Father of John. Grandfather of Jess.
That’s how Fenton Roskelley has been identified in recent days when quoted by media about the younger men’s conquest of Mount Everest.
But by the time the two mountaineers returned to Spokane on Thursday night, the family patriarch had reached a summit of his own.
On Thursday at 6 a.m., the venerable journalist filed his last outdoors column for The Spokesman-Review. It appears in today’s sports section, ending a career that started in 1940.
“It was the day after I graduated from the University of Idaho that I went to work for The (Spokane Daily) Chronicle at 18 bucks a week,” said Roskelley, 86.
Initially a general assignment reporter, the Idaho native convinced Chronicle editors in 1958 that they needed someone to cover hunting and fishing. To some readers, that gave the evening newspaper an edge over the competing Spokesman-Review, which lacked a full-time outdoors writer until it hired Rich Landers in 1977.
“When I was growing up, I always made sure my family took the Chronicle because … I was more interested in hunting and fishing than I was in football,” said Gene Lorenson, past-president of Inland Empire Fly Fishing Club, for whom Roskelley was a childhood hero.
Long owned by the same family, the Chronicle and The Spokesman-Review merged their staffs in 1983. The Chronicle ceased publication nine years later.
Roskelley officially retired in 1982, but has since written more than 2,000 columns - two a week. That includes a hunting and fishing report that appeared each Friday and a midweek column about anything he wished.
If the fish weren’t biting, readers would learn about the eagles and deer Roskelley saw at Lake Roosevelt. If the hunting was lousy, he wrote about the joy of being in a duck blind, watching the sunrise and hearing the birds.
He wrote about helping Jess Roskelley with homework while driving to a pheasant hunt in 1997. He wrote about teaching his granddaughters to tie flies. He wrote about the death of Sirdir, his Labrador retriever.
“I can’t recall him ever letting me down,” Roskelley told readers.
Paid to give his opinion, Roskelley chastised game hogs and sportsmen who turn a blind eye to violators. He puzzled over the trend of using “harvest” as a euphemism for “kill,” showed little patience for animal-rights activists and was threatened for criticizing the politics of the National Rifle Association.
More often, though, Roskelley’s critics fumed that he told the world about their favorite spots for hunting and fishing.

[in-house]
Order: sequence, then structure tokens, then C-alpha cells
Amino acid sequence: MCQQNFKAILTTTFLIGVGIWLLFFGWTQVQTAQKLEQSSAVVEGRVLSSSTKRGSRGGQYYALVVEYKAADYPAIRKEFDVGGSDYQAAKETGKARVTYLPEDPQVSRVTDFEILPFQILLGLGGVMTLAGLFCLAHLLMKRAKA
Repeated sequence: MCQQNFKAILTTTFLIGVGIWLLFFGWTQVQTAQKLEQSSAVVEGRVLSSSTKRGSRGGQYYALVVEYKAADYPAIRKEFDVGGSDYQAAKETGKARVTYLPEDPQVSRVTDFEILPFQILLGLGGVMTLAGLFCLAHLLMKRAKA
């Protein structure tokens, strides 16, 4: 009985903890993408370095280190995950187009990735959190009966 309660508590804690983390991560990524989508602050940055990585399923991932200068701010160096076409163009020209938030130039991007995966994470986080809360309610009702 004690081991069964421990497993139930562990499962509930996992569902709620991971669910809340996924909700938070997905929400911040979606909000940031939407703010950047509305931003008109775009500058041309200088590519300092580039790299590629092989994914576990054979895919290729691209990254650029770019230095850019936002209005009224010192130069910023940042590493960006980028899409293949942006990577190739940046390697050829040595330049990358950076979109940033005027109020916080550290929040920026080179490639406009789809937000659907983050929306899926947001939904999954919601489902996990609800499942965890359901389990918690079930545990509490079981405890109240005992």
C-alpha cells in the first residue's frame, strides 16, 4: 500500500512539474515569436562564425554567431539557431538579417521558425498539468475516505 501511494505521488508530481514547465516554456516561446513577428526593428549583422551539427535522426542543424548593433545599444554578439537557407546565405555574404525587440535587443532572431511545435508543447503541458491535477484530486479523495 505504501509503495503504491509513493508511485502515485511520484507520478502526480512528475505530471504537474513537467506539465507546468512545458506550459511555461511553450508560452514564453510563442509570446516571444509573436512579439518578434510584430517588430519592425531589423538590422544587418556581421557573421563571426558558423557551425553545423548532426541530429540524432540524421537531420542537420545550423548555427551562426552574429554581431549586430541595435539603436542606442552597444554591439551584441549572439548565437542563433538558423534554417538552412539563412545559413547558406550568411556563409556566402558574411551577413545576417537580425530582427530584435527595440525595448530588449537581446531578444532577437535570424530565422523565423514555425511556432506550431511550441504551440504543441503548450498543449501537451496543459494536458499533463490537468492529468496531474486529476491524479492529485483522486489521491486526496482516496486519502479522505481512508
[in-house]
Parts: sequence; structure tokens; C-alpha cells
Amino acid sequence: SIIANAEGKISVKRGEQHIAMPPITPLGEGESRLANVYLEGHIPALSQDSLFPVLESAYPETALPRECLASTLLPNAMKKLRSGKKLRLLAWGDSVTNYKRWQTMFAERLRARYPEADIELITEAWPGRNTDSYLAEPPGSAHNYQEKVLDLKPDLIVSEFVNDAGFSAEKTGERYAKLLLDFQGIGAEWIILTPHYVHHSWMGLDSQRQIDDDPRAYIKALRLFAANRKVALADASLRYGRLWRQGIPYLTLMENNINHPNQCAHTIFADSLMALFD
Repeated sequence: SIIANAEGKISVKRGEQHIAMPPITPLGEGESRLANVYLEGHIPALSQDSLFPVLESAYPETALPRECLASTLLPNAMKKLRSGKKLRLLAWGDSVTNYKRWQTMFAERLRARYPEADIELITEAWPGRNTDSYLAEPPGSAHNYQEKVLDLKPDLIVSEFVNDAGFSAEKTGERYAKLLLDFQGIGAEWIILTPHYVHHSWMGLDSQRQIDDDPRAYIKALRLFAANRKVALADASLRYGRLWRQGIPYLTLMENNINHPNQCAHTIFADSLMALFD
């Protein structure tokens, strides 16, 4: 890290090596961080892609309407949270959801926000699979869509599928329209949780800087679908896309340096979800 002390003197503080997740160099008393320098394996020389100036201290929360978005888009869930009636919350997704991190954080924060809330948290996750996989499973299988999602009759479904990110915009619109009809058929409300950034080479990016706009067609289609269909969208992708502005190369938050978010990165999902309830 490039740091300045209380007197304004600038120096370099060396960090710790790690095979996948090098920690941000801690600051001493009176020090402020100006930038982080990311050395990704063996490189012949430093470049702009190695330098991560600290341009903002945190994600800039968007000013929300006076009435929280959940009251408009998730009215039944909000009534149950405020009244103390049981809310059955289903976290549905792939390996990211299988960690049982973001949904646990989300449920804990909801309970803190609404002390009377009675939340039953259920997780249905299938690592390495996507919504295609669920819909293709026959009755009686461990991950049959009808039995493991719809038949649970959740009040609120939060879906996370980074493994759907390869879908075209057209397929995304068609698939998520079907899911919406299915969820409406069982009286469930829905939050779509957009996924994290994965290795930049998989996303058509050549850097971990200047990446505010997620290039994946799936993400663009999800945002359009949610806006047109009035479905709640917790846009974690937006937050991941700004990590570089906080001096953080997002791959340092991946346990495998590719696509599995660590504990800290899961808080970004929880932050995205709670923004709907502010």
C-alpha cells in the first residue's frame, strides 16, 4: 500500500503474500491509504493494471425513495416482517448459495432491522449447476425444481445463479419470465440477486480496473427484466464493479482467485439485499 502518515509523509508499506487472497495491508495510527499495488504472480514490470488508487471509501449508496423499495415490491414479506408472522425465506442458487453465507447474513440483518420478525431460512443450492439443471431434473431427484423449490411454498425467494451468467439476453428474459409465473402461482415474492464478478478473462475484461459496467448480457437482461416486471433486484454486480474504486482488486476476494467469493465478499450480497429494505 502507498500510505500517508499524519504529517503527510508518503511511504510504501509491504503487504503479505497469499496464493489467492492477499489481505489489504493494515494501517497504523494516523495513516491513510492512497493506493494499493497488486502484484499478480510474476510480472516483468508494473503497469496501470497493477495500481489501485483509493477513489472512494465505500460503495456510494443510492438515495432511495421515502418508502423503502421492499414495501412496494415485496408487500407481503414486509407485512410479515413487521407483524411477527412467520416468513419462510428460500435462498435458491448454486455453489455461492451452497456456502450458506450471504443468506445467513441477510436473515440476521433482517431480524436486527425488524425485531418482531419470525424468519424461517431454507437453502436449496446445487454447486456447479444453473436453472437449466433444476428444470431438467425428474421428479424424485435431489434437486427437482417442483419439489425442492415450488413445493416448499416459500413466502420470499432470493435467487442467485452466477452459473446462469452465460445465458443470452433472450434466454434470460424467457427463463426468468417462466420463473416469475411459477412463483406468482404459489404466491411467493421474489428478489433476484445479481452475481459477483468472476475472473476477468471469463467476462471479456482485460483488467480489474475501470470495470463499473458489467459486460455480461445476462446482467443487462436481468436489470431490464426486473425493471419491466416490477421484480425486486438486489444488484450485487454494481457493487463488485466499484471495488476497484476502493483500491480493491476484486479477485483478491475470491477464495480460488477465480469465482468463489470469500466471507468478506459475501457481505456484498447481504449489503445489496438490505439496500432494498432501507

“I don’t write about places that can’t stand the pressure,” Roskelley said. “I’ll say pheasant hunting is good along the Snake River breaks, but I’ll never pinpoint a specific canyon.”
Roskelley was introduced to fishing and hunting by his dentist father.
Dr. Richard Roskelley moved the family to Salt Lake City and then to Chicago, looking for prosperity during the Depression. But he missed Idaho’s trout streams, and returned to Challis in 1933.
“I was the only one of five kids who really took to fishing,” Roskelley said.
A designated wilderness today, the country surrounding the Salmon River was wild indeed when Roskelley explored it as a teen. Working as a packer at age 17, he learned to braid a fishing line from the tail hairs of a white horse.
He expected to become an artist, but soon realized that his UI classmates showed more talent. So Roskelley turned to journalism, recalling that a high-school teacher had complimented his writing.
His career was just starting when he was drafted to fight in Europe.
“I wonder if I ever told you that I was married on the 23rd of March to a girl from Yorkshire, England,” Master Sgt. Roskelley wrote in a 1945 letter to his Chronicle friends. “Her name was Violet May Shipman before I changed it.”
They have three grown children and six grandchildren.
Early in his career, Roskelley was a news reporter. He reported from Walla Walla in 1953 that state penitentiary officials were denying rumors of unrest among inmates, then went back the next day to cover a prison riot.
Although giving up his column, Roskelley said he’s not done fishing.
He’d like to cast for bonefish in South America and he’d like to return to Alaska, where he’s enjoyed 20-salmon days. But he’ll still pursue hatchery trout in Spokane-area lakes and steelhead in Washington’s Grande Ronde River.
For the record, his favorite Inland Northwest water is Idaho’s St. Joe River.
“It’s a beautiful river, the scenery is great,” he acknowledged, before getting to the heart of the matter. “I don’t know how you can beat it for cutthroat.”